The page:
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Title:Essays in applied microeconomics
Author(s):Xu, Jianfeng
Director of Research:Bernhardt, Mark Daniel
Doctoral Committee Chair(s):Bernhardt, Mark Daniel
Doctoral Committee Member(s):Deltas, George; Osman, Adam; Mazumder, Bhash
Department / Program:Economics
Discipline:Economics
Degree Granting Institution:University of Illinois at Urbana-Champaign
Degree:Ph.D.
Genre:Dissertation
Subject(s):Handwriting
grader bias
discrimination
measurement error
school starting age
cognitive skills
non-cognitive skills
attenuation bias
Abstract:The Grading of the content may be biased against poor handwriting, resulting in discrimination against students with poor handwriting. Chapter one is the first to estimate the grading bias and decompose it to uncover its sources. I find that the bias alters 1.9% of high school admission outcomes and contributes to 70% of the gender gap in 9th grade’s writing test. The challenge with identifying bias is that ability may be correlated with handwriting quality. To quantify handwriting quality, I conduct a field experiment in a prefecture of China utilizing special rubrics for handwriting quality. To break the intrinsic correlation between handwriting and content quality, I randomly create two handwritten versions for each of 800 essays. The estimated bias is about 0.44 of a standard deviation: 1 point in handwriting (0-5) results in 2.45 points bias in content scores (0-60). Further experiments break the mechanism of this bias into statistical discrimination and Becker’s taste-based bias. I find statistical discrimination is negligible. In addition to true taste-based bias, I propose two cognitive biases (halo effect and cognitive fluency effect) and suggest halo effect is the major source of bias. To correct the attenuation bias caused by measurement error, I develop a new way to improve the small sample performance of traditional instrumental variable estimators. The second chapter investigates the influence of school starting age on cognitive and non-cognitive skills. Previous literature found a positive impact of relatively older school starting age on students’ cognitive skills based on national representative data from a few OECD countries. This study uses new survey data collected from all 77 schools in a county in China to analyze the effects of school starting age on both cognitive and non-cognitive skills. Measures of non-cognitive skills include Big-Five personality traits, locus of control, intrinsic motivation of study, persistence, and leadership. The cutoff-date rule of school entry is not strictly implemented in China, and the standard instrument in previous literature (assigned school starting age) is weak. However, I find that in one 6-month birth interval each year, parents rarely manipulate entry age. Utilizing the exogenous variations of school starting age within these less-manipulated six-month intervals, I correct the downward bias caused by parents’ manipulated early starting and find that one year older increases students’ reading score by 0.2 standard deviations for both genders. Among non-cognitive skills, I find being one year older boosts male students’ conscientiousness by 0.3 standard deviations and strength of leadership (0–5) by 0.46, but the effects on female students are smaller and insignificant. This causal relation between starting age and non-cognitive skills provides a new channel to suggest that Angrist and Krueger (1991)’s IV estimations may underestimate the true return to schooling. The third chapter studies the new instrumental variable estimator proposed in the first chapter. I perform intensive Monte Carlo simulations to compare the finite sample properties of several estimators, including OLS on average measurements (AVGOLS), bias-corrected OLS, TSLS, JIVE, LIML and two new estimators I propose: “Symmetric Averaging Instrumental Variable Estimator” (SAIV) and “Symmetric GMM Instrumental Variable Estimator” (SGMM). I suggest using AVGOLS, SGMM, SAIV and TSLS. SAIV dominates bias-corrected OLS, TSLS, JIVE and LIML in central tendency and dispersion. I also investigate the number of measurements needed in experiment/survey design and find that SAIV requires a smaller number of measurements.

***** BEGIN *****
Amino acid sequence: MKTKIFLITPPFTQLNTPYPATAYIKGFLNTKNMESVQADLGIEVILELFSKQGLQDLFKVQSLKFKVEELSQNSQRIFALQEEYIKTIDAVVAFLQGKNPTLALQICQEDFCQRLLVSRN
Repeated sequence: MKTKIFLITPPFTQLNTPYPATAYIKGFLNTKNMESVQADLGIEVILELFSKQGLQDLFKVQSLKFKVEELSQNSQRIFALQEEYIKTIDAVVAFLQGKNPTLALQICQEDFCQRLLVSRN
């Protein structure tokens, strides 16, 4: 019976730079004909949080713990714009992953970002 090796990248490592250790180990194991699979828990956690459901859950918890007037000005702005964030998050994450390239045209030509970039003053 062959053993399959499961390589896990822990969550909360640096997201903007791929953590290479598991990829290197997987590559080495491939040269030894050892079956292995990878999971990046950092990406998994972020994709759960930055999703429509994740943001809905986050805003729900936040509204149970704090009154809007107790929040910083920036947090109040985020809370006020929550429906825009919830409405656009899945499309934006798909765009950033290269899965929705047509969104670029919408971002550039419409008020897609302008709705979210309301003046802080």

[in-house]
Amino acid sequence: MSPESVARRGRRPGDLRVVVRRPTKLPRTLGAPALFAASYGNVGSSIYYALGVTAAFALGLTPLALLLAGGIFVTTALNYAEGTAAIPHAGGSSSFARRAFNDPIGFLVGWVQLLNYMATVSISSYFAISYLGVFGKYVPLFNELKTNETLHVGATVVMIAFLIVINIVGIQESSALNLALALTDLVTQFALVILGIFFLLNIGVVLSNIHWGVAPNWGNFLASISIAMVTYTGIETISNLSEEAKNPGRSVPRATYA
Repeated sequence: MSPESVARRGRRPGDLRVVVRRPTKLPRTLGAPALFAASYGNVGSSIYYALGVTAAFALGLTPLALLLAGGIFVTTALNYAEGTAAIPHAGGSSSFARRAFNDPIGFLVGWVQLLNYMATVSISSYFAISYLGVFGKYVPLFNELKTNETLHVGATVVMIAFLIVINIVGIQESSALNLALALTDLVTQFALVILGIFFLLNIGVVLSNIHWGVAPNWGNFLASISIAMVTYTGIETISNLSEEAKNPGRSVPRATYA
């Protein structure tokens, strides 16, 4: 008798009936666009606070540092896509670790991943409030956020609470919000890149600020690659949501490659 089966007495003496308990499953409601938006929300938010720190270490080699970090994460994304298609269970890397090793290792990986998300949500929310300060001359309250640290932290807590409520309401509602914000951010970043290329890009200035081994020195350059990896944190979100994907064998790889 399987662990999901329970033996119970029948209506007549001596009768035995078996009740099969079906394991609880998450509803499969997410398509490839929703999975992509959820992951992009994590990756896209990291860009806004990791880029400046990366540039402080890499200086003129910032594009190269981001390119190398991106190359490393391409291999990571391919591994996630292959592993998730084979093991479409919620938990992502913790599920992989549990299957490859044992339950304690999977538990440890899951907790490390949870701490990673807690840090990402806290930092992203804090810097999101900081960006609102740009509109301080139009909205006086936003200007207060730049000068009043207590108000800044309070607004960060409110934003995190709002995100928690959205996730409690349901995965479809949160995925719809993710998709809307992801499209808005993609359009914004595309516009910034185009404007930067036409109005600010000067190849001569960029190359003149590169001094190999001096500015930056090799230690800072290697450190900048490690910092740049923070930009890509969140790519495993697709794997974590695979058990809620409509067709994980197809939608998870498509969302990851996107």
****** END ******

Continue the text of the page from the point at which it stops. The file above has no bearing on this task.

Issue Date:2018-12-07
Type:Thesis
URI:http://hdl.handle.net/2142/102936
Rights Information:Copyright 2018 Jianfeng Xu
Date Available in IDEALS:2019-02-08
Date Deposited:2018-12


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